This article has Open Peer Review reports available.
Experiences of complementary and alternative medicine in patients with inflammatory bowel disease – a qualitative study
© Lindberg et al.; licensee BioMed Central Ltd. 2014
Received: 5 June 2014
Accepted: 16 October 2014
Published: 22 October 2014
The use of Complementary and Alternative Medicine (CAM) in Inflammatory Bowel Disease (IBD) is increasing. Although CAM often improves patients’ well-being, it can also lead to side-effects and interactions with conventional medications. Research on patients with IBD in Sweden who have experiences of CAM is sparse. More studies are needed to enhance awareness of and improve communication about CAM. The aim of this study was to describe experiences of CAM in the healthcare context reported by patients with IBD.
Fifteen patients with IBD, eight with Crohn’s disease (CD) and seven with ulcerative colitis (UC), were recruited. Semi-structured qualitative interviews were conducted and qualitative content analysis was performed.
The analysis revealed the theme Knowledge and communication lead to participation in the area of CAM based on three categories; CAM use, Communication and Self-care. Patients with IBD wanted to be asked about CAM to be able to start a dialogue, as some perceived being treated in a disparaging manner and not taken seriously when raising the subject. Healthcare professionals (HCPs) need to be aware of this in order to meet and understand patient needs. Patients with IBD found it easier to communicate about CAM with the IBD nurses than physicians and dietary changes was one important CAM treatment.
The finding that it was easier to discuss CAM with nurses than physicians emphasizes the important role of the IBD nurse in communication and monitoring patients’ CAM use. Patients wanted to be asked about CAM to be able to start a dialogue, as some perceived not taken seriously when raising the subject. Furthermore, HCPs need to understand that many patients with IBD regard dietary changes as an important part of CAM treatment. Further research in these areas is needed.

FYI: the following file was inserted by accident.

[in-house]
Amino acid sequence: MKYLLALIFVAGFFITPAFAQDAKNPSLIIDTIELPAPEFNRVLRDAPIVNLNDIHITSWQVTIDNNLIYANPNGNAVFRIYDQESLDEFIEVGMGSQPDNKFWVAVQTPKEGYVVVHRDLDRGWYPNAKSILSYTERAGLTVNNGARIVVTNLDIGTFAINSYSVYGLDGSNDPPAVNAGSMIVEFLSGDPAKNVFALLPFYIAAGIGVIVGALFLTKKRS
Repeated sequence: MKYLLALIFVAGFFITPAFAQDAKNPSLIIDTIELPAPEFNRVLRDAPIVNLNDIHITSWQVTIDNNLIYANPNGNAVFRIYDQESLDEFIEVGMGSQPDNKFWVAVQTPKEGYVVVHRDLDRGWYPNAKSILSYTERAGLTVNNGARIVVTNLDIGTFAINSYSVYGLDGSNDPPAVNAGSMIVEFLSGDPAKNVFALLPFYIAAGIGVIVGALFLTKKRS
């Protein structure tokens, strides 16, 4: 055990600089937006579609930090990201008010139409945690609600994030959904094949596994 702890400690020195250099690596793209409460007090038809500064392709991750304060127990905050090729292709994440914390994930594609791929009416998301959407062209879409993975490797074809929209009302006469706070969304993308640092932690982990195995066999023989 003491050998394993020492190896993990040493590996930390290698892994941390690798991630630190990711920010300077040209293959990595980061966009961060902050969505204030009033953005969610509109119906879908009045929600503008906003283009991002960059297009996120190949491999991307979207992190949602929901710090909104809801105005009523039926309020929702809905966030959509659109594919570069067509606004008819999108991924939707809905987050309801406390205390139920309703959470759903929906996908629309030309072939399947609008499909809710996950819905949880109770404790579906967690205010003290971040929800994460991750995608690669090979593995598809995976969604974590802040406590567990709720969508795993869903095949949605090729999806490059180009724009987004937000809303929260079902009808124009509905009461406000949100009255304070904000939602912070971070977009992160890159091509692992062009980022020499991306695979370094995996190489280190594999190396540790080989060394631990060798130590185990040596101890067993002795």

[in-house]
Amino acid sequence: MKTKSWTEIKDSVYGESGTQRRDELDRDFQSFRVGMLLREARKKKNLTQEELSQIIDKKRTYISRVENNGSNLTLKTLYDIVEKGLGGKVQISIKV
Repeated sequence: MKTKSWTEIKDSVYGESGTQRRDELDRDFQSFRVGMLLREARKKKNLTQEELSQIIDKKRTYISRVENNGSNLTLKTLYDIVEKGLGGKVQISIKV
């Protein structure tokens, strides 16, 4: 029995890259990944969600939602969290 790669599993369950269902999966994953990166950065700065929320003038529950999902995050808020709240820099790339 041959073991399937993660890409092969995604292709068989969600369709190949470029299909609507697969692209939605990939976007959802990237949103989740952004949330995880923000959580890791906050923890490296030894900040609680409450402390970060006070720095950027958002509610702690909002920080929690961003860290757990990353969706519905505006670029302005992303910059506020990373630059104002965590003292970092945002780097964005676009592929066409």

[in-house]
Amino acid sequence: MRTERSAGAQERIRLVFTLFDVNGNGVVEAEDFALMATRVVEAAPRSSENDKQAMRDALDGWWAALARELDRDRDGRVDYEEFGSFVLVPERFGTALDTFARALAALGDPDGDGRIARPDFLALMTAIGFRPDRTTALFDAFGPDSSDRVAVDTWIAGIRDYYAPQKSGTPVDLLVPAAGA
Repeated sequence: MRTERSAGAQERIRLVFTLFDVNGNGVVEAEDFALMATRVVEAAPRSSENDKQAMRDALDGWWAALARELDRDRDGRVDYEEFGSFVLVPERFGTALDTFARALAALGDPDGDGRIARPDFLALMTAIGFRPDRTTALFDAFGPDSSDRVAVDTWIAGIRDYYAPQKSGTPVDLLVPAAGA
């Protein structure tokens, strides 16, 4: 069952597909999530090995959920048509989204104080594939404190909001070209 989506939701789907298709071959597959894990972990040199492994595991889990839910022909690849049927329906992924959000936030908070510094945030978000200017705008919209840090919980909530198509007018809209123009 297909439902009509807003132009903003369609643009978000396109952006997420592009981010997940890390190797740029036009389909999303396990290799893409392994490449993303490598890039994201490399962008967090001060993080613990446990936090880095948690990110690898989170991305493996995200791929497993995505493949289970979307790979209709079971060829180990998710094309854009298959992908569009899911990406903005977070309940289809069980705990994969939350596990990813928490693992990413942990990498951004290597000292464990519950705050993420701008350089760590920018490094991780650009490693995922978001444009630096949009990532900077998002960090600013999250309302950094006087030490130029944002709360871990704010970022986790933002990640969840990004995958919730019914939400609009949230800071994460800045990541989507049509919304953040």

The World Health Organization (WHO) defines Complementary and Alternative Medicine (CAM) as a broad set of healthcare practices, systems and products that are not generally considered part of the country’s own tradition and are not integrated into the main healthcare system . What constitutes CAM differs from country to country. CAM can be categorized into five domains: whole medical systems, mind-body interventions, biologically-based therapies, manipulative and body-based methods and energy therapies. Whole medical systems comprise theories and practices such as homeopathic medicine, Traditional Chinese Medicine and Ayurveda. Mind-body interventions strengthen communication between the mind and body, for example meditation, prayer and healing. Biologically-based therapies involve substances found in nature, including dietary supplements and herbal products. Manipulative and body-based methods employ human touch to move or manipulate a specific part of the body, for example, chiropractic therapy and massage. Energy therapies use energy fields in the body to promote health and healing, for example qi gong, tai chi and magnet therapy . Complementary medicine refers to the use of CAM in combination with conventional medicine, while alternative medicine implies the use of CAM instead of conventional medicine. Integrative medicine combines both conventional and evidence based CAM treatment .